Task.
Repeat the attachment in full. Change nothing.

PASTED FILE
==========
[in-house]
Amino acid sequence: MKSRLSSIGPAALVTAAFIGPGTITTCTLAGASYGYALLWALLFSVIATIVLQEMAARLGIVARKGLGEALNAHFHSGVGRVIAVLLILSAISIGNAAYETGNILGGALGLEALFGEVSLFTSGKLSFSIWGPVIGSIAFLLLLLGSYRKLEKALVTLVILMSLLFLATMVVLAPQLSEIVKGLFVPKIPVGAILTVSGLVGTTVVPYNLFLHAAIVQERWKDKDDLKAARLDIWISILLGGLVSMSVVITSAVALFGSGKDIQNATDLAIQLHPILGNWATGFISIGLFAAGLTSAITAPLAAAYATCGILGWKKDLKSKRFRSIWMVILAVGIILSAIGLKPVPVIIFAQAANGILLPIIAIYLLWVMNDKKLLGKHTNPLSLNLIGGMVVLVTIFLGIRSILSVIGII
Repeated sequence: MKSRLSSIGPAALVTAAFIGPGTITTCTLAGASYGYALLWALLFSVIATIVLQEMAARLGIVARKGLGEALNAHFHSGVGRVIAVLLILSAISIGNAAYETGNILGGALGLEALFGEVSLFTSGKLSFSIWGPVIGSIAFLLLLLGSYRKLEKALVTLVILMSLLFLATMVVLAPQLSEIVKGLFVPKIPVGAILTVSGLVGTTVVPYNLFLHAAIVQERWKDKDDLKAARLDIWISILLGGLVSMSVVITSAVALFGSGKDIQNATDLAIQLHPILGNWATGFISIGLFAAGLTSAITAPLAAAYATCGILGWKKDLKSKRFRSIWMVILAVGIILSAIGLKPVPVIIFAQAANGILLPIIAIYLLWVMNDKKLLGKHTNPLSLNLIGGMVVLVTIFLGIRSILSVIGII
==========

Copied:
[in-house]
Amino acid sequence: MKSRLSSIGPAALVTAAFIGPGTITTCTLAGASYGYALLWALLFSVIATIVLQEMAARLGIVARKGLGEALNAHFHSGVGRVIAVLLILSAISIGNAAYETGNILGGALGLEALFGEVSLFTSGKLSFSIWGPVIGSIAFLLLLLGSYRKLEKALVTLVILMSLLFLATMVVLAPQLSEIVKGLFVPKIPVGAILTVSGLVGTTVVPYNLFLHAAIVQERWKDKDDLKAARLDIWISILLGGLVSMSVVITSAVALFGSGKDIQNATDLAIQLHPILGNWATGFISIGLFAAGLTSAITAPLAAAYATCGILGWKKDLKSKRFRSIWMVILAVGIILSAIGLKPVPVIIFAQAANGILLPIIAIYLLWVMNDKKLLGKHTNPLSLNLIGGMVVLVTIFLGIRSILSVIGII
Repeated sequence: MKSRLSSIGPAALVTAAFIGPGTITTCTLAGASYGYALLWALLFSVIATIVLQEMAARLGIVARKGLGEALNAHFHSGVGRVIAVLLILSAISIGNAAYETGNILGGALGLEALFGEVSLFTSGKLSFSIWGPVIGSIAFLLLLLGSYRKLEKALVTLVILMSLLFLATMVVLAPQLSEIVKGLFVPKIPVGAILTVSGLVGTTVVPYNLFLHAAIVQERWKDKDDLKAARLDIWISILLGGLVSMSVVITSAVALFGSGKDIQNATDLAIQLHPILGNWATGFISIGLFAAGLTSAITAPLAAAYATCGILGWKKDLKSKRFRSIWMVILAVGIILSAIGLKPVPVIIFAQAANGILLPIIAIYLLWVMNDKKLLGKHTNPLSLNLIGGMVVLVTIFLGIRSILSVIGII